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Yankees Great Sues Advisers Over $11M Investment Losses

By Nathan Hale

Law360, Miami (October 14, 2014, 9:06 PM ET) -- Retired New York Yankees star Jorge Posada and his wife, Laura, sued their former financial advisers Monday in Florida court, claiming at least $11.2 million in damages as a result of fraud and misrepresentations leading to a series of ill-advised investments, such as backing a speculative real estate development.

Defendants Juan Carlos Collar and Anthony Fernandez allegedly established a close relationship with the Posadas in the late 1990s, before Jorge had established himself as an all-star and signed a four-year, $52 million contract. The advisers then took advantage of that trust and the couple's inexperience with investing to steer them into overly risky investments in endeavors started by the advisers themselves, and often into paying exorbitant fees to them, the suit claims.

"Collar and Fernandez continuously established and maintained investment portofolios that were composed of overly concentrated, risky and unsuitable investments, made material misrepresentations and omissions concerning the recommended investments, and placed their interests ahead of the Posadas' interests," the complaint said.

The Posadas closed their accounts with the advisers around September 2010, but they say they did not understand the nature of the allegedly fraudulent conduct until recently.

The case brings claims including breach of fiduciary duty, negligence, fraud and unjust enrichment, as well as violation of several state laws regarding misrepresentations, omissions and suitability of investment recommendations.

"Notwithstanding that plaintiffs' stated investment objectives were conservative long-term growth and preservation of capital, defendants invested the plaintiffs' retirement assets in portfolios that were too risky and not diversified," the suit said.

When the parties first met, Collar and Fernandez worked in a partnership at Merrill Lynch Pierce Fenner & Smith Inc., according to the complaint. They had worked with several other baseball players and their families before, spoke fluent Spanish - Jorge and Laura Posada grew up in Puerto Rico - and soon were like family, according to the complaint.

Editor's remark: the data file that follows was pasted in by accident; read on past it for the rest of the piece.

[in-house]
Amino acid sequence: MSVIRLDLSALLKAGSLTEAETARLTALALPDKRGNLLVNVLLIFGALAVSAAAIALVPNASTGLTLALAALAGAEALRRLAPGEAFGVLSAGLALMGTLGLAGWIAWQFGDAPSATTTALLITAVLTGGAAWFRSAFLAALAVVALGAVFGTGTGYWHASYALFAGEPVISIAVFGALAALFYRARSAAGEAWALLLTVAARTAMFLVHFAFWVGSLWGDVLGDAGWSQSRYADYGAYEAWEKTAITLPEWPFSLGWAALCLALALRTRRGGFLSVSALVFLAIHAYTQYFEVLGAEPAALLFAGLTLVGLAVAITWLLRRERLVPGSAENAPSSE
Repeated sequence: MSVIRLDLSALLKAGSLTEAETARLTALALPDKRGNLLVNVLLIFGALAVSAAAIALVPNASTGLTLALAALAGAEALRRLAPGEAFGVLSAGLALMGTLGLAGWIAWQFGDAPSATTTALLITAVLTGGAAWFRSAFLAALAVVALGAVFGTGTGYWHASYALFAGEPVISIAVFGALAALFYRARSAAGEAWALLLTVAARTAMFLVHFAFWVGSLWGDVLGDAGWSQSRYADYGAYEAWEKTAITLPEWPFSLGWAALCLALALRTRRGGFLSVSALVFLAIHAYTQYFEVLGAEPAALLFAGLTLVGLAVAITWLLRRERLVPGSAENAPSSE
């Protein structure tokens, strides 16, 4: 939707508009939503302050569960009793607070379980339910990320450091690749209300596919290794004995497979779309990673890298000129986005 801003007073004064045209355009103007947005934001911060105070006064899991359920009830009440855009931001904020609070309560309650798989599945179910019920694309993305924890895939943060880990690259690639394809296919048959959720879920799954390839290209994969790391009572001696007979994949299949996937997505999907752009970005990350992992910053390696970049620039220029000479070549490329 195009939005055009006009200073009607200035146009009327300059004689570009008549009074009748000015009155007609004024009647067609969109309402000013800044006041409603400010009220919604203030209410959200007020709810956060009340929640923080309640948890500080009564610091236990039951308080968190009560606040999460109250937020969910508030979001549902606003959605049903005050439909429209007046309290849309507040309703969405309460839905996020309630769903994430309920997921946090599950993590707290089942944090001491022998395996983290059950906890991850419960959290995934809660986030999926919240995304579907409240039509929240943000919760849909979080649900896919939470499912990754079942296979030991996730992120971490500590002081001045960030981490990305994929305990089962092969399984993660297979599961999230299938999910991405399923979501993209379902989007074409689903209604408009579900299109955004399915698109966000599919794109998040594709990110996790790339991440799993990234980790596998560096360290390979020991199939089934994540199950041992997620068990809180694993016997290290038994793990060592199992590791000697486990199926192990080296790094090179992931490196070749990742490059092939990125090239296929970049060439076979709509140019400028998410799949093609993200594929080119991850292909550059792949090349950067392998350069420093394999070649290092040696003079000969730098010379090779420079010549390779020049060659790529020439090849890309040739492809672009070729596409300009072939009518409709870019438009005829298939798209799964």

The Posadas say they relied heavily on Collar and Fernandez's services, since they were inexperienced with investing, Jorge was busy traveling and focusing on baseball during the season, and Laura was running a foundation they had started and raising their family, including a son who needed extensive medical care.

The couple followed Collar and Fernandez when they left Merrill Lynch in 2005 and became one of the first clients of their new investment advisory firm, Coral Gables, Florida-based Quantum Ventures LLC, according to the complaint.

Soon afterward, however, the pair started the Posadas down a path of questionable investment choices, the suit claims.

The first step was a $3 million investment in Sunset Trails, a speculative real estate development started by Collar and Femandez that drew investments from several baseball players for a purported plan to buy land and build a wealthy equestrian community near Lake Okeechobee, according to the suit.

Collar and Femandez lacked experience in real estate and did not invest any of their own funds into Sunset Trails, the Posadas say.

Some $2.2 million of the roughly $7.7 million raised from their clients is unaccounted for, the suit says. And in what is described as one of the pair's "mast egregious acts as registered investment advisers," they allegedly had Posada sign an unlimited agreement to guarantee another $8 million borrowed to rnake up the difference on the allegedly inflated $13.5 million price they paid for land for the project, the suit says.

Also, despite putting up $3 million of the $5.5 million down payment on the land, the Posadas received only a 38.8 percent membership interest and no actual ownership interest, the suit says.

Collar and Fernandez also allegedly failed to meet their fiduciary duties to disclose substantial fees they received for the land purchase.

Difficulties with the Sunset Trails project led Collar and Fernandez to form another entity, Pioneer Nova, also based solely on investments from several baseball players, to pay off the Sunset Trails mortgage, according to the complaint.

The Posadas invested another $2 million, with Jorge again unknowingly signing an unlimited continuing guarantee agreement, they say.

The suit claims Collar and Femandez directed the Posadas into another unsuitable investment when the advisers had them put $8.1 million - approximately 48 percent of their investment assets - into their Quantum Hedge Fund, former in 2007.

In addition to being a risky investment, the hedge fund represented a conflict of interest for Collar and Femandez, who collected substantial salary and fees from its investors, according to the suit. With substantial loss of value to the fund, the Posadas personally suffered losses of at least $4.8 million, they say.

"In essence, Collar and Fernandez intended to create an annuity for themselves by promoting and selling a high-risk hedge fund with no track record, rather than merely recommending a balanced and diversified portfolio of bonds and equities to Jorge and Laura," the suit says.

The suit seeks compensatory damages and prejudgment interest, plus legal costs, and also reserves the right to bring punitive damages if further evidence arises.

Collar and Femandez could not be reached for comment Tuesday.

The Posadas are represented by Joshua A. Katz of Sallah Astarita & Cox LLC and Barry R. Lax and Sandraw P. Lahens of Lax & Neville LLP.

The case is De Posada et al. v. Collar et al., case number 2014-26233-CA-01, in the Circuit Court for the Eleventh Judicial Circuit of Florida.

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